Choosing Between The Constitution And The Bible
Choosing Between The Constitution And The Bible?
I have written glowingly about a Reverend Dempster and lauded him because of his kindness to those in dire straits without him being paid or being a publicity whore. As a security guard at the hospital where I met Reverend Dempster, he would encourage those of us who had the mental faculties and ambition to pursue higher education, yet he would always have that Detective Colombo-like pregnant pause when I told him I desired to be a lawyer.
In essence, Reverend Dempster was considering the choices one must sometimes make as an advocate and juxtaposing them against the edicts of the Bible. The Constitution spells out the parameters one must use in criminal trials, which may be against one’s religious duties. Recently, the issue was brought to the fore because I listened to a homily by a Pastor Beard and he spoke about what is the Christian to do when there are conflicts between following the Constitution and Biblical teachings. What really got to me and resonated was the visceral examples Pastor Beard used to illustrate his point.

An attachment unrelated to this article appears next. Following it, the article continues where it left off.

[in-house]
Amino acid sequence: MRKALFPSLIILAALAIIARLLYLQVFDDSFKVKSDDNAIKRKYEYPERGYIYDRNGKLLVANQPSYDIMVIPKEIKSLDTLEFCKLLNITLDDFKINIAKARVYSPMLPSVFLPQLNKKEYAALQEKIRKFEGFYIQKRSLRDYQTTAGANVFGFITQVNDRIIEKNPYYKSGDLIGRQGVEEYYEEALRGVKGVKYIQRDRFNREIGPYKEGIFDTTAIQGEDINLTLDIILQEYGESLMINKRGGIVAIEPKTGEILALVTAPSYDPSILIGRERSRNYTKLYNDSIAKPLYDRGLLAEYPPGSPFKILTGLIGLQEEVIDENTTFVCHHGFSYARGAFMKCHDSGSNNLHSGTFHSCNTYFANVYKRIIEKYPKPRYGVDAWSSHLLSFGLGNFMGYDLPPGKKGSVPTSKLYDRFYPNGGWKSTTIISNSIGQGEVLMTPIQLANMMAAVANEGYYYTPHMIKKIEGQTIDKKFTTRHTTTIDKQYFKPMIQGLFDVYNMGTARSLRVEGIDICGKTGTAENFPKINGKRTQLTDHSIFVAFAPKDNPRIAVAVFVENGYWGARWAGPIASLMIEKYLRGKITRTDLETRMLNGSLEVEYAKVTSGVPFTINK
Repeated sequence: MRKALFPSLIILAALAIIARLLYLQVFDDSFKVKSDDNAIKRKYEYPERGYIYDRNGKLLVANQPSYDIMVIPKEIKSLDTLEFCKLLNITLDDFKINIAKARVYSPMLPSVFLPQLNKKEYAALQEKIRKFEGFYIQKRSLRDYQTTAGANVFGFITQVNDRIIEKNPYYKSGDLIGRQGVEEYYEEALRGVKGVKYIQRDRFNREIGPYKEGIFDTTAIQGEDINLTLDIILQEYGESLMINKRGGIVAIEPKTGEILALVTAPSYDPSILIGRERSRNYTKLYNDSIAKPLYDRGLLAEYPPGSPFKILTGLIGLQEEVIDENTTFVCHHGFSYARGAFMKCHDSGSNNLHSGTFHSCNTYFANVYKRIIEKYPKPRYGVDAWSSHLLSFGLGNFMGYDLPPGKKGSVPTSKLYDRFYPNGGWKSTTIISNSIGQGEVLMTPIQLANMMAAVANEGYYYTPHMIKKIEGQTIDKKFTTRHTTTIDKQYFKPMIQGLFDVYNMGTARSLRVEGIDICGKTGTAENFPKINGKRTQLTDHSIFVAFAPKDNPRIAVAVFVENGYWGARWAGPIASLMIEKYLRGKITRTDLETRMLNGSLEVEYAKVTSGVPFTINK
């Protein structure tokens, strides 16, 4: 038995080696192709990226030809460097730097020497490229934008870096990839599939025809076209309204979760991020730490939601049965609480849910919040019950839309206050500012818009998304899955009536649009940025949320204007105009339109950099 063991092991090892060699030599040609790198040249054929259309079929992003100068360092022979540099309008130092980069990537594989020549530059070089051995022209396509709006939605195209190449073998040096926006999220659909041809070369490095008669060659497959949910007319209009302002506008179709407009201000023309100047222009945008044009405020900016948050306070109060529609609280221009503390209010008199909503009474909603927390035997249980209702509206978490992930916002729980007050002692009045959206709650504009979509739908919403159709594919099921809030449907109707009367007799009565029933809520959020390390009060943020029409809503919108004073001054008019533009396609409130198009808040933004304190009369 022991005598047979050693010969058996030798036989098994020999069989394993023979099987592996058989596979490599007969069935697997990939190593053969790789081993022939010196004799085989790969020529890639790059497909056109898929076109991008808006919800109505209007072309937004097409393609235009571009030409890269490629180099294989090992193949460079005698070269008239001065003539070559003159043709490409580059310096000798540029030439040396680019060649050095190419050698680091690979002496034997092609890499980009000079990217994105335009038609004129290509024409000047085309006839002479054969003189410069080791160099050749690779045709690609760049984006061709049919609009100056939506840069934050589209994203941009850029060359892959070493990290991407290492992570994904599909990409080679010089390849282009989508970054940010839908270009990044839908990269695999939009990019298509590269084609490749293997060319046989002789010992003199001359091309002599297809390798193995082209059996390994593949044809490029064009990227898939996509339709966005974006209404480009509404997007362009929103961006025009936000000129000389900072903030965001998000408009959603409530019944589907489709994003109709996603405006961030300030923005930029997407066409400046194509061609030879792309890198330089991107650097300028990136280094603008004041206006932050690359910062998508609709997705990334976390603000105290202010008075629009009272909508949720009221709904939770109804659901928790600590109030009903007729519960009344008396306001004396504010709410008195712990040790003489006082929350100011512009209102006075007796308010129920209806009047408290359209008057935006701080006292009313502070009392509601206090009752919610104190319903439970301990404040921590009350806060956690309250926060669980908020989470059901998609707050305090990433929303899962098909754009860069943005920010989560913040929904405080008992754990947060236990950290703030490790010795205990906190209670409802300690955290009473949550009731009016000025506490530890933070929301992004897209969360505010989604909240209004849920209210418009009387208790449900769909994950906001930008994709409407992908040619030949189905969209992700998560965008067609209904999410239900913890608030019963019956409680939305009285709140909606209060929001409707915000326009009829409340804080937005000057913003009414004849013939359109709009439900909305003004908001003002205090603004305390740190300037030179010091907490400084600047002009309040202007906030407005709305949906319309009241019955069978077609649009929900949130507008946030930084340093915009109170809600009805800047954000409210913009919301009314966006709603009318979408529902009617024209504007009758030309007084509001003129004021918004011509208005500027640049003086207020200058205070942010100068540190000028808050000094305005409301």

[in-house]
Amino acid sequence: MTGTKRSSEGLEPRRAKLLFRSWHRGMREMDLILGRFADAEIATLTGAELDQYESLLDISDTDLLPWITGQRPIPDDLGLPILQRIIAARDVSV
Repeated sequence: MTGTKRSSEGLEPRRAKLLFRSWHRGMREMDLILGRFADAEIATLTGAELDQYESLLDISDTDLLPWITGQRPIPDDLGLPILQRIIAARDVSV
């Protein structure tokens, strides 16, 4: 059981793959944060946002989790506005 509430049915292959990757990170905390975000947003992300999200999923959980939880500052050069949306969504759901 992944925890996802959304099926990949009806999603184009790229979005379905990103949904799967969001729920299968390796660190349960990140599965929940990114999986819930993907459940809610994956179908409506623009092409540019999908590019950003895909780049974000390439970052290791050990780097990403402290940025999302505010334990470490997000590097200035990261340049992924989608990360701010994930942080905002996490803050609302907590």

In the law, there is a code of ethics which requires every lawyer to vigorously defend his or her client; lawyers are supposed to divorce their personal moral feelings from that of the case. But what if you, as counsel to a rapist, know that your client did do the rape… what are your moral obligations as an officer of the court, who is sworn to uphold the tenets of our Constitution to that of the moral obligations of a practicing Christian? Moreover, what if in your vigor, by utilizing some of the precepts of our Constitution, say, the ‘fruits of the poisonous tree,’ which resulted in your client’s freedom? What if the client raped another person? As a Christian or for that matter, anyone in a similar situation with a moral compass, aren't you partially responsible for the new rape for enabling a guilty man to escape justice... since you were privy to the initial inculpatory evidence?
I know what the typical lawyer would say – that he or she is simply working within the confines of the rules of the law and that the job has nothing to do with religion. But if we are going to give an account of actions done in this life, do we get a pass for nefarious deeds done directly or indirectly in the capacity of a lawyer who helped his or her client escaped justice? Does a lawyer’s Constitutional duty trumps the Bible’s proscription against certain actions taken in the performance of one’s job, providing of course said lawyer is a believer? The point hits home, to a lesser extent, when one realizes and thinks of how many of us have sworn on the Bible and are Christians, yet have lied. I supposed in such a time… that is where the choice of affirming instead of swearing on the Bible comes in handy - it is our modern version akin to that of Pontius Pilot’s washing of his hands.